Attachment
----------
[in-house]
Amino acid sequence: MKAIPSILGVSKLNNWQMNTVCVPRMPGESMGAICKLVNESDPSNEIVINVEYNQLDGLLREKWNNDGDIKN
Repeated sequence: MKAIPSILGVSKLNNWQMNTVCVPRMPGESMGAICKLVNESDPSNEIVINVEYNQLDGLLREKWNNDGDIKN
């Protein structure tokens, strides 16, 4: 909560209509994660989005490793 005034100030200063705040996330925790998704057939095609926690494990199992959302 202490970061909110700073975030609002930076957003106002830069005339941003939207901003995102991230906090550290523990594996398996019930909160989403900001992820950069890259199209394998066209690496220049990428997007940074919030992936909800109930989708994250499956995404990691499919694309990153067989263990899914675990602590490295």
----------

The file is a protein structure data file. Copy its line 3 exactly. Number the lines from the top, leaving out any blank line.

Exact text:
Repeated sequence: MKAIPSILGVSKLNNWQMNTVCVPRMPGESMGAICKLVNESDPSNEIVINVEYNQLDGLLREKWNNDGDIKN